A disturbing manifestation of this tactic is forcing women to walk/parade naked, stripped of their dignity, as a display of power and domination. Subjecting these women to a chilling symbol of their stripped elegance, a horrifying reminder of the depths of degradation they have endured. Seeing their vulnerable and traumatised bodies serves as a haunting testament to the extreme injustice perpetrated against them.
Using rape as a tool of ethnic cleansing against the Kuki-Zomi tribals is an appalling breach of human rights and a tragic indication of the prevailing power imbalances in Manipur. The fact that the issue in Manipur only gained attention after the leak of a viral video depicting the suffering of women highlights the evident disparity faced by the people of Manipur and the neglect the state has endured, despite being constitutionally part of the country.
It raises serious concerns about whether the Manipur ethnic crisis will continue to manifest primarily as violence against women.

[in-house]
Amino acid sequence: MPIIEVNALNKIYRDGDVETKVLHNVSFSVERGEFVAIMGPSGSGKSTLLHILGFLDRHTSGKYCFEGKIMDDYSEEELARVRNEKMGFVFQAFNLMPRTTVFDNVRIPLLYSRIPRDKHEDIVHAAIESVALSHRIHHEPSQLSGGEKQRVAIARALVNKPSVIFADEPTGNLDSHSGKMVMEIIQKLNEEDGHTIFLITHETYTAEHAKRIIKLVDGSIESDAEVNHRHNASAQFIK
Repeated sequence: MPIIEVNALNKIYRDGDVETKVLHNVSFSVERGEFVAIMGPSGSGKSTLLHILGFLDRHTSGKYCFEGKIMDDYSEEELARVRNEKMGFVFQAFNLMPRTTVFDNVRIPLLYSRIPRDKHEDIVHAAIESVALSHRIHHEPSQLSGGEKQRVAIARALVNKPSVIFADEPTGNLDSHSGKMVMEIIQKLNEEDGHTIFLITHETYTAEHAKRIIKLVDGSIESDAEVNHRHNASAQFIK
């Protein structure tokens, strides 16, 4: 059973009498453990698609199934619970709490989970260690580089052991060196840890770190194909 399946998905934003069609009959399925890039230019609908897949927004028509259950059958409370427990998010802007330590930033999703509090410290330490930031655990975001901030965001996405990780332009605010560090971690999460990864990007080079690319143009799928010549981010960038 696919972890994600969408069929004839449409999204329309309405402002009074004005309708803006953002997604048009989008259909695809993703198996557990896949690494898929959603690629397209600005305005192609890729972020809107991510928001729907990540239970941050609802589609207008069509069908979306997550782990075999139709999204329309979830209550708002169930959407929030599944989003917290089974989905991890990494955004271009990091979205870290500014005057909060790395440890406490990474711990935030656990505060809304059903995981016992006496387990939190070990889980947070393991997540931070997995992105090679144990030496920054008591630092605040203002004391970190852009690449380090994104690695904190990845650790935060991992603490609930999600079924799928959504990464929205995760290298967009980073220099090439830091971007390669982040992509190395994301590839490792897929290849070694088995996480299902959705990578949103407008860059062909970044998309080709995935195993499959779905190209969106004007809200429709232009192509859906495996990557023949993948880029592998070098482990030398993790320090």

The disturbing accounts of tribal women being attacked, and thrashed by their own women kin, Meira Paibis, have shown how deeply entrenched is the communal hatred against the Kuki-Zomi tribals that even women have no sympathy left for their womankind. Niang, a 29-year-old Kuki-Zomi tribal woman and a survivor of ethnic violence, gave a chilling account of how the Meira Paibis granted the men the right to rape her. But her husband and mother-in-law were lynched to death by the mobs who cheered the killings.
As a member of the Kuki-Zomi community, it is agonising and sorrowful for those residing outside our state while our children endure unimaginable violence back home. As I lay in bed each day, my anxious thoughts would keep me awake. While I tried my best to concentrate on my studies, I would often find myself questioning the point of my studying when I am constantly on the verge of losing my home, land and my identity.